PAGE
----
In this comprehensive, meticulously researched book, renowned litigator Bertram Fields outlines and evaluates the arguments of both sides, sifting through five hundred years of legend to apply his highly successful courtroom techniques to the available evidence. Clearing away the dust of time, Fields reconstructs one of the most dramatic and turbulent episodes in history, analyzing the motives and machinations of the many players and emerging with the most definitive account yet of this most fascinating figure–and a powerful argument against acquiescing to common belief.
George III: A Personal History by Christopher Hibbert
A radical reassessment of King George III from the lively and prolific pen of a master.
Rather than reaffirming King George III’s reputation as, alternately, a tyrant, a country bumpkin, and a lunatic, Christopher Hibbert portrays him not only as a competent ruler during most of his reign but also as a patron of the arts and sciences, a man of wit and intelligence who greatly enhanced the reputation of the British monarchy until he was stricken with a rare hereditary disease.
Teeming with court machinations, sexual intrigues, and familial conflicts, George III opens a window on the tumultuous, rambunctious, revolutionary eighteenth century. It is sure to alter our understanding of this fascinating, complex, and very human king who so strongly shaped England’s -and America’s-destiny.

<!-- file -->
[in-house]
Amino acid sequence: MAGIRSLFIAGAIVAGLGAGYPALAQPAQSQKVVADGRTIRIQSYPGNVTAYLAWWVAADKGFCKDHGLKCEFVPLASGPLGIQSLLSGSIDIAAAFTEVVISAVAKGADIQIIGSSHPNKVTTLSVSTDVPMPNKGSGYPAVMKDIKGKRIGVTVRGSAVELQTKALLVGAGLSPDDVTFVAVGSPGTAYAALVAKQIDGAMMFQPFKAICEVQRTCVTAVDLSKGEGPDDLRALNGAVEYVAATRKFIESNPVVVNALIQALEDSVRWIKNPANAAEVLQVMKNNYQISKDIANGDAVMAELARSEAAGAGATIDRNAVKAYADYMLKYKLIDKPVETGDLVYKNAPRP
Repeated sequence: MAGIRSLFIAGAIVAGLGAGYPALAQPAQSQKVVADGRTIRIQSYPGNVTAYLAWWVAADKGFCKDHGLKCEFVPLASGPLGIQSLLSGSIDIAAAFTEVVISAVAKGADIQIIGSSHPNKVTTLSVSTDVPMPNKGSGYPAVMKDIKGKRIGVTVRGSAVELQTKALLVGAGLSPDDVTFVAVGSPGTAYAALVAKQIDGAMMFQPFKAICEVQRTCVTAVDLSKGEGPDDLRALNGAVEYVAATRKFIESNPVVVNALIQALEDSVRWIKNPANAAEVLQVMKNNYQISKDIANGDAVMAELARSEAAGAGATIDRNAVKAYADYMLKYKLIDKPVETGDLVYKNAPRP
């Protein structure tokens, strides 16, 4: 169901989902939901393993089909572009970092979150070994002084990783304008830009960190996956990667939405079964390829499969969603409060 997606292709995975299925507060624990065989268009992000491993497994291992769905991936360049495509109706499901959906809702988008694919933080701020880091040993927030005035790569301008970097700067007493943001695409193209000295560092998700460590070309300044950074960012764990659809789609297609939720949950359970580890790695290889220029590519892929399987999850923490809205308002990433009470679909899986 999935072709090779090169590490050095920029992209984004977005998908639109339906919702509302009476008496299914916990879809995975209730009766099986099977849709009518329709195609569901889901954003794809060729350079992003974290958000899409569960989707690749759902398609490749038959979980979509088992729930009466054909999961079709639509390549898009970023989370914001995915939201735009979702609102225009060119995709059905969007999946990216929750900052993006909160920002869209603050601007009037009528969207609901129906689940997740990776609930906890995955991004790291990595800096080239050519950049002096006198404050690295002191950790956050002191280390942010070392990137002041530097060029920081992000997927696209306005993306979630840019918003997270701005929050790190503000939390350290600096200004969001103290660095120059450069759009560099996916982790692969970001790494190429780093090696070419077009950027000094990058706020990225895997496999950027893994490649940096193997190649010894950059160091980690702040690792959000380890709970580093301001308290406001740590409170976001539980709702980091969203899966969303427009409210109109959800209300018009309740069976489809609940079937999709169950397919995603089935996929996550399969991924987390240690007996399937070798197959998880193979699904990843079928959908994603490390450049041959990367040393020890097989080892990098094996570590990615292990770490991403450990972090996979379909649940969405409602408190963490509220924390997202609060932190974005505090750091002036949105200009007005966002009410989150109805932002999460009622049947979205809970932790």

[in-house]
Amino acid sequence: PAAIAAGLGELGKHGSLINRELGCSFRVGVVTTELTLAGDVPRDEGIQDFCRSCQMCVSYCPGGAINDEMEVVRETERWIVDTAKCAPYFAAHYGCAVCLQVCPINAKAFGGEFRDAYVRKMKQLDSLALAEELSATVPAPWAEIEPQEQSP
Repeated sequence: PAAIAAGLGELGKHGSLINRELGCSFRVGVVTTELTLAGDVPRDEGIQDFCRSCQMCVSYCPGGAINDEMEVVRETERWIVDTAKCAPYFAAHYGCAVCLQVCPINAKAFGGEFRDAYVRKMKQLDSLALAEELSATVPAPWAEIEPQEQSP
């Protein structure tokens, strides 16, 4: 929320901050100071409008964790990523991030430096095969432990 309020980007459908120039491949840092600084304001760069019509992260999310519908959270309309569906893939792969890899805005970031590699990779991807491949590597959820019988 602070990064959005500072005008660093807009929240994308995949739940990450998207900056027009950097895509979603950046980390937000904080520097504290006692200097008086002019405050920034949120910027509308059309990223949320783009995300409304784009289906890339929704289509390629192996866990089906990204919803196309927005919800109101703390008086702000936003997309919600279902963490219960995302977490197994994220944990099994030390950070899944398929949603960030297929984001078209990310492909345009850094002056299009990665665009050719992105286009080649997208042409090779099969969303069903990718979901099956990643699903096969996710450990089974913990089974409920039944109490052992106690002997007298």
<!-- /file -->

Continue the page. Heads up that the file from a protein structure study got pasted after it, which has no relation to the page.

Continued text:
Elizabeth I by Anne Somerset
Glitteringly detailed and engagingly written, the magisterial Elizabeth I brings to vivid life the golden age of sixteenth-century England and the uniquely fascinating monarch who presided over it. A woman of intellect and presence, Elizabeth was the object of extravagant adoration by her contemporaries. She firmly believed in the divine providence of her sovereignty and exercised supreme authority over the intrigue-laden Tudor court and Elizabethan England at large. Brilliant, mercurial, seductive, and maddening, an inspiration to artists and adventurers and the subject of vicious speculation over her choice not to marry, Elizabeth became the most powerful ruler of her time. Anne Somerset has immortalized her in this splendidly illuminating account.
Isis by Douglas Clegg
If you lost someone you loved, what would you pay to bring them back from the dead?